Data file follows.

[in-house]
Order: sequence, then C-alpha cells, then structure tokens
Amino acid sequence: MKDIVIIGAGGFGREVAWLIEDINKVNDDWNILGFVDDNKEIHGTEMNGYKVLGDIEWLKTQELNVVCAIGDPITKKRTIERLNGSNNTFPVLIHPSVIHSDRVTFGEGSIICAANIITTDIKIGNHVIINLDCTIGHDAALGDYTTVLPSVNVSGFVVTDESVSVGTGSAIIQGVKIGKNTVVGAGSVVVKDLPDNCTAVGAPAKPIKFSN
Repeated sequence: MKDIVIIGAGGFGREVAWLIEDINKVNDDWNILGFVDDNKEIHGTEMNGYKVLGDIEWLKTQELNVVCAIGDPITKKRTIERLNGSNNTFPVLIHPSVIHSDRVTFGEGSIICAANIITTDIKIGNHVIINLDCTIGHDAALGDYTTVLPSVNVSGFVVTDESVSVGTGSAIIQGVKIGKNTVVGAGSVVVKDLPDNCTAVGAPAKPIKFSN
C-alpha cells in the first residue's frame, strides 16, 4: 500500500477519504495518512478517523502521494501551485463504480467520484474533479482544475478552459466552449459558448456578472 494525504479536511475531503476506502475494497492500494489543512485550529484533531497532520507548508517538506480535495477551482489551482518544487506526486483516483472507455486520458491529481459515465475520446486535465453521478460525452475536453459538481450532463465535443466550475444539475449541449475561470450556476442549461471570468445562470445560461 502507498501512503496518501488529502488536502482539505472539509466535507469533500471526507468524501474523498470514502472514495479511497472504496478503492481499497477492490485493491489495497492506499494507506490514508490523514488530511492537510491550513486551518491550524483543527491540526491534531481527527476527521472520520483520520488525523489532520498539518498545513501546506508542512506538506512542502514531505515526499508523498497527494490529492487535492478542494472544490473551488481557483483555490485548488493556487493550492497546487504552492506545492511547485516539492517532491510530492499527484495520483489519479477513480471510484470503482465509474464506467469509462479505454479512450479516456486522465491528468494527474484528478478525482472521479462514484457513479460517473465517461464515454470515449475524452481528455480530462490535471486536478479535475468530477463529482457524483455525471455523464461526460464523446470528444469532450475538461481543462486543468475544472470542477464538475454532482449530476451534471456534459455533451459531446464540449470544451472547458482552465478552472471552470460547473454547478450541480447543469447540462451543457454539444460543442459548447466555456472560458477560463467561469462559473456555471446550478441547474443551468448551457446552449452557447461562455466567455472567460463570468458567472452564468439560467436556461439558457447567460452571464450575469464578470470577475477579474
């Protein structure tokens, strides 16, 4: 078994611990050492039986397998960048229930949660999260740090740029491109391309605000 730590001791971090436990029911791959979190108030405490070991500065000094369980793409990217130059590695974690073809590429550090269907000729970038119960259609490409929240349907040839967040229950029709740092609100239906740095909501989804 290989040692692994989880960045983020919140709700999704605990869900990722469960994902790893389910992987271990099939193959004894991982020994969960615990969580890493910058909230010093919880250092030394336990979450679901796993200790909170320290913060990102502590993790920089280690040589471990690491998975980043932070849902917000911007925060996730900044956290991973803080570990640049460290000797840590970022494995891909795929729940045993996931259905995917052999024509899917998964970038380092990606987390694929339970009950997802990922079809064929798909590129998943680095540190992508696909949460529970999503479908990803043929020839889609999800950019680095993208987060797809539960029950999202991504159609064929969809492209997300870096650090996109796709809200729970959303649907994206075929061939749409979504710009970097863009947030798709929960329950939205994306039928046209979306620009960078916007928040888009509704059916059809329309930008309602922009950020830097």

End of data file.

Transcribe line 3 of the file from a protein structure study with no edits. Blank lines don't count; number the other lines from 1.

Amino acid sequence: MKDIVIIGAGGFGREVAWLIEDINKVNDDWNILGFVDDNKEIHGTEMNGYKVLGDIEWLKTQELNVVCAIGDPITKKRTIERLNGSNNTFPVLIHPSVIHSDRVTFGEGSIICAANIITTDIKIGNHVIINLDCTIGHDAALGDYTTVLPSVNVSGFVVTDESVSVGTGSAIIQGVKIGKNTVVGAGSVVVKDLPDNCTAVGAPAKPIKFSN